The math doesn’t add up.
How can the Tennessee Titans subtract arguably their most dynamic playmaker in Adam “Pacman” Jones away from the last-ranked defense in the NFL from 2006 and be markedly better in 2007?
The answer to that question appears to vary among the members of the Titans defensive unit that gets another test tonight when Tennessee travels to face the New Orleans Saints on Monday Night Football.
Defensive coordinator Jim Schwartz, while cognizant of the improvement from last year, said it is still too early to make an assessment.
“Don’t judge us on two games,” Schwartz said. “Everybody wants to say we’ve improved and everything else. We’re going to be judged on a 16-game season. It’s a long haul and we’re not in the mood for patting ourselves on the back yet. We haven’t done anything yet.”
But in a sense, they have. After ranking 32nd overall last year, including 30th versus the run and 27th against the pass, Tennessee is 17th overall after two games, highlighted by being seventh against the run (78 yards allowed per game) and 24th versus the pass.
“Have we improved so far? I think so, but it’s still too [early],” Schwartz said. “People get too high, too low based on a one-game performance or a two-game performance or something like that.”
One reason, however, for the success is the improvement in the defensive line, which last season produced just 18 of the Titans’ 26 sacks. In two games thus far, the d-line has accounted for all five sacks.
“The guys up front, you’re seeing the fruits of the labor from the previous three years,” Schwartz said. “Those guys are now three or four years in the league. A guy like Kyle [Vanden Bosch] has three years [here]. Continuity is really important, and I think that’s what you’re seeing.”
But even those on the defensive line say it is more of a complete team effort that has helped the Titans turn things around.
“Defense ain’t made by one guy. It’s made by all,” defensive tackle Albert Haynesworth said. “Pac can play his greatest game, and the other 10 play OK and the defense ain’t gonna be that good. But if the defense plays its greatest game, you’ll see a top performance by all 11 guys on the field.”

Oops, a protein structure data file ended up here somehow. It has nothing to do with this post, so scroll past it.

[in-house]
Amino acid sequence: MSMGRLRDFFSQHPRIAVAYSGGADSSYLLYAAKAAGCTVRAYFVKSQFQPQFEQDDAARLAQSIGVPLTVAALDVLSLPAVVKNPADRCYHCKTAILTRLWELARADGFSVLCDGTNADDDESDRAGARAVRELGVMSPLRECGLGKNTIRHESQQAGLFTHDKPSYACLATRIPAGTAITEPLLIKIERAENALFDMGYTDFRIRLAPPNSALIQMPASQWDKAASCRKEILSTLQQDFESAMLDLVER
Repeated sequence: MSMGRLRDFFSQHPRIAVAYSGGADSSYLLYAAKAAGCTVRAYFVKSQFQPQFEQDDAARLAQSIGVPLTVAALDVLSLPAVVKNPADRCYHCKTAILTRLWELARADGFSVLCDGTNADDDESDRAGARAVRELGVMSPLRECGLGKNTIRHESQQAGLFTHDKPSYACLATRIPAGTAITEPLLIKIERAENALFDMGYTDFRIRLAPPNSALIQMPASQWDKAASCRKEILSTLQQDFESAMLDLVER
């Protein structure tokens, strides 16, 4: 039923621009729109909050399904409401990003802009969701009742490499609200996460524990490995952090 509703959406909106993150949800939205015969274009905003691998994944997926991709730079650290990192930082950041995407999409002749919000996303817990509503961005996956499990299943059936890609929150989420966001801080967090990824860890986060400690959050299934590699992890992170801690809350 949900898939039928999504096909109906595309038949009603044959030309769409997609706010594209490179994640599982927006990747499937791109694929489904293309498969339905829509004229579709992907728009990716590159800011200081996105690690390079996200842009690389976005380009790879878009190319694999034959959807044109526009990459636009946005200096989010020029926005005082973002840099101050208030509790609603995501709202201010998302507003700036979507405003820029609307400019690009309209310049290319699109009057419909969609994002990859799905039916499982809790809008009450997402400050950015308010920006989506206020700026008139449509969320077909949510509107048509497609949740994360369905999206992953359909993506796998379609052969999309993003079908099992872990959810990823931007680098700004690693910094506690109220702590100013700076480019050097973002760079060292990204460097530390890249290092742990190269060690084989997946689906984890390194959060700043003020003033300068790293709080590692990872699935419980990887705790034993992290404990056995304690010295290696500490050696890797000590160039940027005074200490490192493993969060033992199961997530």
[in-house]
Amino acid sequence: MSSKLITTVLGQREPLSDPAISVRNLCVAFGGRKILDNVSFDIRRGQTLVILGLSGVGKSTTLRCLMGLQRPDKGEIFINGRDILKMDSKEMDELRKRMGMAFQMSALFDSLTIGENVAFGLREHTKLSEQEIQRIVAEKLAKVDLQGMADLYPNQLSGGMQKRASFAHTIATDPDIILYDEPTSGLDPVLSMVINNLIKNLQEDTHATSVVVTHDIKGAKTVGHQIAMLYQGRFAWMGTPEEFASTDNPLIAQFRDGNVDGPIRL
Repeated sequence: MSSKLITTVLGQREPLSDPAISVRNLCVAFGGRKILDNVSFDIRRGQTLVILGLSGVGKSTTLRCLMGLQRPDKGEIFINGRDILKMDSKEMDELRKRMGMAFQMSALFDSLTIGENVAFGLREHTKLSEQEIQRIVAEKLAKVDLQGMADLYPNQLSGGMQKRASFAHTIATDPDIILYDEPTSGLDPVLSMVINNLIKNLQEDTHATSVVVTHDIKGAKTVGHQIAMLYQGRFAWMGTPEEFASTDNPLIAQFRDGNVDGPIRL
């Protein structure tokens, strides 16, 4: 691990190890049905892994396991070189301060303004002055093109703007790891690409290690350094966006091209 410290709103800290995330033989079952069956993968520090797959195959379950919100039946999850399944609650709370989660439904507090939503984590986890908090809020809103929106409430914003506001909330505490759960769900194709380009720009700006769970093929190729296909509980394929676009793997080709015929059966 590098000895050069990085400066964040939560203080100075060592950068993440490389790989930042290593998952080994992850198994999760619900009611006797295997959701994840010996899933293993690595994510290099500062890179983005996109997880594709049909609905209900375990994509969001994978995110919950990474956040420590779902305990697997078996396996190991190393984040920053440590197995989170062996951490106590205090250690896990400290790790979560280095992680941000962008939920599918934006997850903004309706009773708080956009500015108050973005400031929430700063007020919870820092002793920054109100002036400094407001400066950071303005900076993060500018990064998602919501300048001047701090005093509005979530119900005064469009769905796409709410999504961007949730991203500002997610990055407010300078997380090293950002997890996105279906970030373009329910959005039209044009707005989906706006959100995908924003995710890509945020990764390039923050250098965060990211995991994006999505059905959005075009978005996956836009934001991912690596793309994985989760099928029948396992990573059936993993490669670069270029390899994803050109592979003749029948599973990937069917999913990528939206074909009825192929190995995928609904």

Another potential reason is simply the defenders taking pride in improving. The defense set a goal in the offseason to be ranked in the top 10 by season’s end statistically.
“We have a little more chemistry,” linebacker Keith Bulluck said. “We got to play a whole season together last year and make a lot of mistakes and a lot of good plays. At the end of the season, we didn’t come out where we wanted to be. We were dead last, and we knew we were better than what we showed.
“We’ve kind of made it one of our missions to go up at least 22 spots.”
Still, losing Jones, who was beginning to come into his own as a shutdown corner, to a season-long suspension in April has to hurt, right?
“It’s not they said in July that Pac wasn’t going to be with us and we had to scramble,” Bulluck said. “We knew early that Pac wasn’t going to be with us, and everyone else was able to make adjustments to meet the team’s needs.”
Maturity is a factor as well. Newcomers from a year ago like linebacker David Thornton and Chris Hope have another year in the system. First-time starters Cortland Finnegan and Calvin Lowry are homegrown players with a full year in the scheme as well, along with savvy additions like Nick Harper and Ryan Fowler.
“I remember those days of playing with great players who knew everything and tell you what to do instead of going with players who just got in the league and are just trying to find a clue,” Bulluck said. “Now with having a lot of people on the same page, I think it’s the making of a good defense and a great football team.”
The Titans also have continued to replenish the roster with depth, adding seasoned veterans like Kelly Herndon, Bryce Fisher, Gilbert Gardner and Corey Simon to be backups when inevitable injuries hit.
But as much as anything, Hope says the change harkens back to attitude and desire, something he has worked to change since joining the Titans a year ago. It’s better, but still not a finished product, he says.
“We’re still not all the way there yet, but when I first got here, you had a lot of people walking off the field and people not finishing plays [in practice],” Hope said. “I was in Pittsburgh watching Jerome Bettis, Joey Porter and Hines Ward and all those guys, so when I got here it was depressing, and it was a direct result of how we played. You play like you practice, and once we continued to harp on it — I know it got aggravating hearing my voice sometimes — but once we started believing that and everybody tried to pick it up, it made us that much better. We’ve still got a long way to go. A lethargic practice carries over to the game. You think you can turn it on on Sunday, but you can’t do it in this league.”
But taking care of the little things is starting to add up for the Titans.
“A lot of the guys want to be part of the reason that we’re being better and playing better,” Hope said. “There are a lot of guys that take it upon themselves to go out and be a difference maker. It’s not just ‘cover my own behind and I’m cool.’ When your teammate comes [up] short sometimes, everybody’s got their back.”